Giving the retirement planning playbook a much-needed second look

Investment advisor recommends siloed, cash flow-first approach to reduce risks from traditional fixed-income fixation

Giving the retirement planning playbook a much-needed second look

For decades, today’s retirees have been following the same asset-allocation strategy: from concentrating on equities in their youth, they should gradually dial back their allocation and shift toward bonds to provide fixed income in their sunset years. But according to Paul de Sousa, that playbook has lost a lot of its power.

“I think fixating on income, especially when interest rates are at generational lows, is quite dangerous,” the senior vice president and investment advisor at Sightline Wealth Management told Wealth Professional. “Make no mistake, these low rates represent a large tax on investors, and it's a war against savers.”

According to de Sousa, a typical $1-million bond portfolio could have generated a reasonable amount of cash flow 20 years ago. But following that strategy today, he said, may lead to excessive reductions of equity exposure – a dangerous move in the current investing landscape.

With rates being just a fraction of what they were back then, nest eggs today need to be several times larger than 20 years ago to throw off the same level of income. In grasping for the fixed-income return rates of decades past, advisors and investors might possibly even venture into riskier areas of the bond markets. Add to that the prospects of inflation and longevity risk, and retirees today face a very real threat of having less cash flow than expected in their later years.

“Income investing, in the truest sense of the phrase, really limits your investment universe,” he said. “I think advisors should put more focus on cash flow, which is ultimately what an investor requires and opens up various other asset classes.”

For advisors working with clients at or approaching retirement, the updated investment management playbook would consist of maintaining different siloes within their portfolios. In one silo, they should have an exposure to equities, particularly those with a low down-market capture ratio.

“With an alternative investment that has consistent distributions and / or capital gains and low downmarket capture ratios, an advisor also has the option to withdraw part of the capital gains quarterly or semi-annually to produce cash flow,” he said.

Another important pitfall to avoid for near-retirees and retirees, de Sousa said, is sequence of returns risk. When conducting a sensitivity analysis on the equity silo of the portfolio, advisors should seriously consider the possibility of a near-term correction, particularly with a view to its possible duration and depth. A sustained or severe drawdown in equity markets, he noted, could force advisors or investors to draw on their stock holdings to generate cash flow.

“What you want is to build a strategic cash reserve, which provides at least a year or two of cash flow,” he said. “Ideally, you’d have other assets in that silo that generate cash flow in the forms of dividends, capital gains, and interest. The idea with that bucket is to enable a long-term approach for investors to ride out inevitable declines.”

Another silo, he said, should provide income through other asset classes such as mortgages, dividend-paying stocks, and even private debt. de Sousa encourages advisors and investors to reinforce efforts at diligence, oversight, and monitoring as their main line of defence.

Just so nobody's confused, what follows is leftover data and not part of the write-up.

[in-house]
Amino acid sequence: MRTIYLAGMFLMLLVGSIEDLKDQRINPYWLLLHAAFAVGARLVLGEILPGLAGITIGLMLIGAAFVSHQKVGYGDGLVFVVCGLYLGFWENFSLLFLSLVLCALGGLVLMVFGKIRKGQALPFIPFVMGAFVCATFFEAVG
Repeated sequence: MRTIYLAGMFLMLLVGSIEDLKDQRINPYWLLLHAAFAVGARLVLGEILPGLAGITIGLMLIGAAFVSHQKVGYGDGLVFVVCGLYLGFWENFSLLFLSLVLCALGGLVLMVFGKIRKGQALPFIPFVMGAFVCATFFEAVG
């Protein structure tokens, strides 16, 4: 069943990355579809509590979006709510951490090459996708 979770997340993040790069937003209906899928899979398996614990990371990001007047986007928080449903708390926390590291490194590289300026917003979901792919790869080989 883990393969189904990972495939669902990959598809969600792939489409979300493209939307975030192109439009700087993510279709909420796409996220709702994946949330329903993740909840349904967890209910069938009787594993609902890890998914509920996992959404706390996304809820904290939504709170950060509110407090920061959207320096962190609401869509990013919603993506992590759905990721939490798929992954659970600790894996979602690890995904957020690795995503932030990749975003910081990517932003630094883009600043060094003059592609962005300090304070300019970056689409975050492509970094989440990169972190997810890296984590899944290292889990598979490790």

“As a whole, it’s a wonderful asset class, but not all investments are made equal,” he said. “I advise everyone to not just stop once they see the label of private debt, but really roll up their sleeves and look under the hood. For the managers we use, there has been extensive due diligence – learning about their process, their operations, and the typical loan of their loan book – and double-checking what we’ve been told before placing any money with them.”

One other source of complexity in using private investments, he said, is the difference in their liquidity profiles. While some allow investors to redeem with one month’s notice, others might demand three months, six months, or even a year before they can give investors their money.

Given the illiquid nature of the underlying assets, which can be real estate, mortgages or longer-term loans, the lockup periods associated with private investments are understandable. Beyond that, they can be beneficial: aside from making investors less likely to sell when they’re in a panicked state, they provide for an illiquidity premium that can be attractive relative to many other asset classes.

“Planning around private investments means considering the needs and options of the client for liquidity,” de Sousa said. “Do they have any needs for the short term? Are they planning to draw a portion of the portfolio? Is there perhaps a fund for unexpected emergencies that they don't have to liquidate?”

When implementing the asset-allocation strategy he suggested, de Sousa said advisors should also not fall prey to single-outcome thinking. Pundits may sound the alarm on large market crashes ad nauseam, or call a boom and say the Dow will go to the moon. Typically, however, some variation or blend of market and economic predictions winds up happening – and as the world negotiates a turning point in the COVID-19 pandemic crisis, the stakes are higher than ever.

“I think we're at a crossroads in terms of the vaccination rollout, and the economy opening up. There are a few theories on how that will play out,” de Sousa said. “This market has also been completely held together by the Fed liquidity since last March; unprecedented amounts of money have entered the system. So what happens when the Fed starts to taper? What happens if interest rates start to slowly rise?”